“It’s sort of an automated T-Spline builder,” Smell says. “Rather than spending a bunch of time creating a bunch of sketches and planes and lofts to make some more sophisticated shape, [users] can use Automated Modeling to fill that space essentially in a couple of clicks.”

Three model variations created automatically with Automated Modeling in Fusion 360. (Source: Autodesk.)

Three model variations created automatically with Automated Modeling in Fusion 360. (Source: Autodesk.)

Although Automated Modeling and Autodesk’s generative design share some algorithms and are used for design exploration, they’re intended for different stages of the design process.

Automated Modeling is meant for more preliminary, unconstrained exploration. There are only two inputs available to the user—faces to connect and areas to preserve. While that’s enough information to create several possible shapes, the results are oblivious to any real-world criteria.

The generative design extension, in contrast, asks users for much more information upfront—not just connection points and preserve areas but expected loads, materials and manufacturing methods. This extra info requires extra processing time, but it means that the results from generative design are essentially pre-validated against the design specifications.

“With generative design, our goal is to create multiple CAD-ready, manufacturing, and performance-aware solutions,” Smell explains. “Automated Modeling is an attempt to change the dynamic of how folks think about design exploration… where they don’t have performance or manufacturing information, or they’re just not ready to dive that far into the problem.”

In short: Automated Modeling is the quick and dirty way to get geometry—any geometry—while generative design computes the optimal geometry for a specific scenario.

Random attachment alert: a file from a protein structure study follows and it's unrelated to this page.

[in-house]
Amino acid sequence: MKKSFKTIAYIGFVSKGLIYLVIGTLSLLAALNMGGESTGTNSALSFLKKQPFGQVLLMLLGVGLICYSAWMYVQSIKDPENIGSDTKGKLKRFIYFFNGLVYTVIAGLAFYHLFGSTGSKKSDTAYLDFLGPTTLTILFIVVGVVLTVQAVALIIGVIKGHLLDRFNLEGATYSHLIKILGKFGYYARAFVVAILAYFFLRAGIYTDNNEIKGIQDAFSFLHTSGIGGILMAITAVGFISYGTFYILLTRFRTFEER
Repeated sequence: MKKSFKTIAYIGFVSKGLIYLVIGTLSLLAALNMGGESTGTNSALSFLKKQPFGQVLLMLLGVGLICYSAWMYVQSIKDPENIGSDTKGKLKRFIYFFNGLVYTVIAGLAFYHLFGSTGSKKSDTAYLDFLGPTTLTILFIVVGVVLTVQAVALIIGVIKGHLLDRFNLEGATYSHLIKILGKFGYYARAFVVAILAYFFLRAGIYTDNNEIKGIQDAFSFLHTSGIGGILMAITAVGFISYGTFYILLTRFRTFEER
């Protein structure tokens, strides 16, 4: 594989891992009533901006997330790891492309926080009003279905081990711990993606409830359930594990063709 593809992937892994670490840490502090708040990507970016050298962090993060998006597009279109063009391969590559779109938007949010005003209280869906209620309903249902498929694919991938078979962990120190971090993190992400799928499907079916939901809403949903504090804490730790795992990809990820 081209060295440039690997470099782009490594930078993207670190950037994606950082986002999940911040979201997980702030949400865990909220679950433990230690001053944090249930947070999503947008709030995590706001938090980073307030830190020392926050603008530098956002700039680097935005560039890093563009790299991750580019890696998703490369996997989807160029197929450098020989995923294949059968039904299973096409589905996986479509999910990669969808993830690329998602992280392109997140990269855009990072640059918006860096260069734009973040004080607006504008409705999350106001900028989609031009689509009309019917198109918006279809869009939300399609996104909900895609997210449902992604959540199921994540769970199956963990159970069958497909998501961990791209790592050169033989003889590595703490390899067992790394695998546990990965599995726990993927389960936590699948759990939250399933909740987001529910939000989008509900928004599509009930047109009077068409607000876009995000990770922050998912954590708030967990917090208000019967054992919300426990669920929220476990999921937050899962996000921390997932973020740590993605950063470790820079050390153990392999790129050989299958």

Hooked on Automation

Despite the different use cases, make no mistake: Automated Modeling is meant to evoke generative design, a technology that Autodesk has offered for nearly five years. It hasn’t exactly been a smooth road, with lower-than-expected adoption rates and multiple changes to its price and licensing model. Despite Autodesk’s best efforts at promoting the technology, generative design still hasn’t settled into the killer app status Autodesk clearly envisions for it.

But with Automated Modeling, Autodesk might finally have made a breakthrough. “Automated Modeling is our effort to bring the concepts of generative design to a more approachable mass market,” Smell says.

Autodesk has done exactly that, if its beta release is anything to go by. Automated Modeling is extremely easy to access. Unlike the dedicated workspace for generative design, hidden away in a menu, Automated Modeling exists right alongside the standard CAD commands in Fusion 360. It’s impossible to miss. And it’s so easy to use that a complete CAD novice could get started within minutes. It’s so quick that they’d see the results in just a few more. Processing takes place in the cloud, so users don’t have to worry about taxing their systems—and apart from the standard fair use policy, there are no usage limits and no fees to download Automated Models.

All of this adds up to a version of generative design that engineers might actually use, and use often. And once they get hooked on automation, the generative design extension could start to look tempting—perhaps too tempting to resist.

Written by

Michael Alba

Michael is a senior editor at He covers computer hardware, design software, electronics, and more. Michael holds a degree in Engineering Physics from the University of Alberta.